To celebrate National Stationery Week we have asked some top children's authors to tell us what writing means to them. First up we have Fleur Hitchcock, whose titles include the very popular Shrunk!
I’m in a school in South London, it’s hot. The sun’s
streaming through the windows. The children are restless.
‘Who here likes writing?’ I ask the class of 9 year olds.
Some of them put their hands up.
‘Is there anyone here who doesn’t like writing?’
There’s some shuffling, a glance or two at the teacher.
‘It’s ok to not like writing,’ I say.
‘I hate all the rules,’ says a child, his face twisted to
the side, eyeing his teacher. ‘It’s too much work.’
The rest nod in agreement and they chip in with their complaints: rules, corrections, punctuation, spelling. ‘Writing’s hard work,’ they conclude.
As a children’s writer, I write both for children and with children. For the last 14 months I’ve worked alongside Hot Key Books on an interactive writing project called The Story Adventure. The aim was to write a sequel to my book SHRUNK! using the same characters and setting, but getting the children to invent the plot the details and the challenges. We wanted to give them ownership of the book, so that they felt listened to.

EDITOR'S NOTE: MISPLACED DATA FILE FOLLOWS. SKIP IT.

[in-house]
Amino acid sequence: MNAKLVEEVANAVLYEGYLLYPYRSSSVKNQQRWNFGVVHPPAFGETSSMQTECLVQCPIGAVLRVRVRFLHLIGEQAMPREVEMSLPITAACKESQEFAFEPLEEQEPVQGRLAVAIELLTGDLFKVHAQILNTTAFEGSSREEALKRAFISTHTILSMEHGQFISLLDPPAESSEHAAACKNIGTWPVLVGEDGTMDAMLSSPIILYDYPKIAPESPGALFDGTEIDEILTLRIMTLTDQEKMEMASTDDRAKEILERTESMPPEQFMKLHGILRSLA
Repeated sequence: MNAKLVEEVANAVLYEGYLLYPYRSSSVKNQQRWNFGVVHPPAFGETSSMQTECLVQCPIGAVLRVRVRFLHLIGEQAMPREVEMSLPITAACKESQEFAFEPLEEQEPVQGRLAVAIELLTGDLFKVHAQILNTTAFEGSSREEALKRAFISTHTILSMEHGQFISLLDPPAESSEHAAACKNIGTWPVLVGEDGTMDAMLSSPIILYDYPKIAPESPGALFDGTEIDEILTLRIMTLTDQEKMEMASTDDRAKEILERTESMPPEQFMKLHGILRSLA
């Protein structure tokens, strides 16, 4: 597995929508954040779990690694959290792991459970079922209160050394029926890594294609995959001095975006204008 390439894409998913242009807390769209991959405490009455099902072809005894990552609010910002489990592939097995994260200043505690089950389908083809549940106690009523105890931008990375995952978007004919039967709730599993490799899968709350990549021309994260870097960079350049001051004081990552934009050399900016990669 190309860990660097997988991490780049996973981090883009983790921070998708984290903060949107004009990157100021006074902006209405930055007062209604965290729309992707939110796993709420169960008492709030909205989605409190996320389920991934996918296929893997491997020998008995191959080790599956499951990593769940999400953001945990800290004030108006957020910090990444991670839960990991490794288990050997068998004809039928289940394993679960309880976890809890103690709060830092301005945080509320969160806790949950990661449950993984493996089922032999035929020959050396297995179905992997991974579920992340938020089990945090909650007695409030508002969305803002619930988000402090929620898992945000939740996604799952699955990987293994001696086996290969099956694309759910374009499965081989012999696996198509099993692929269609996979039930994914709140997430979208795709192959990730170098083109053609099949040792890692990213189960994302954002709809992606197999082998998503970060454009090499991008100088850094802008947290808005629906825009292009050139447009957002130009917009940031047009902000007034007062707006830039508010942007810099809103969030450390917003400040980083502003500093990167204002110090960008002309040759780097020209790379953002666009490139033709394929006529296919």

We had no idea what to expect, but we thought the children would keep their ideas to a minimum, just giving us the bare bones. Gradually we found that they liked nothing better than writing a whole string of dialogue or a long and
complicated piece of description and the suggestion strings grew and grew.
The site changed from something where they just gave ideas for me to write them a book, into something much more complex. It became a place where they felt safe to write practically anything.
They posted poems and short stories, began their own writing game threads, drew maps and pictures, and wrote reams. They commented on each other’s work – never correcting the form, only refining the content, running with each other’s ideas for page after page.
What we discovered is something we already knew from our own childhoods, that when children are left to their own devices, they love to write. They really enjoy it if they’re able to do it without being knocked back by rules and regulations.
Personally, if I had someone hanging over my shoulder correcting my adverbials I’d probably crawl off and hide away dropping the pen back on the table as I went.
I understand that grammar’s important, even if I don’t understand how it works, but the danger of teaching anybody to write “properly” is that we kill their desire to do it. When it’s a hobby it’s fun, when it’s homework or in the classroom it can lose its charm, not for every child but for many, especially the less able.
Which is why we need to give them space to write, unhindered. I run lots of workshops where at the beginning some children tell me they don’t like writing, but, because I don’t care how messy their handwriting is, or if they draw the words instead of forming the letters, they often find that by the end, they actually love it. They are often the same children that ask for more and more and can they do it again please?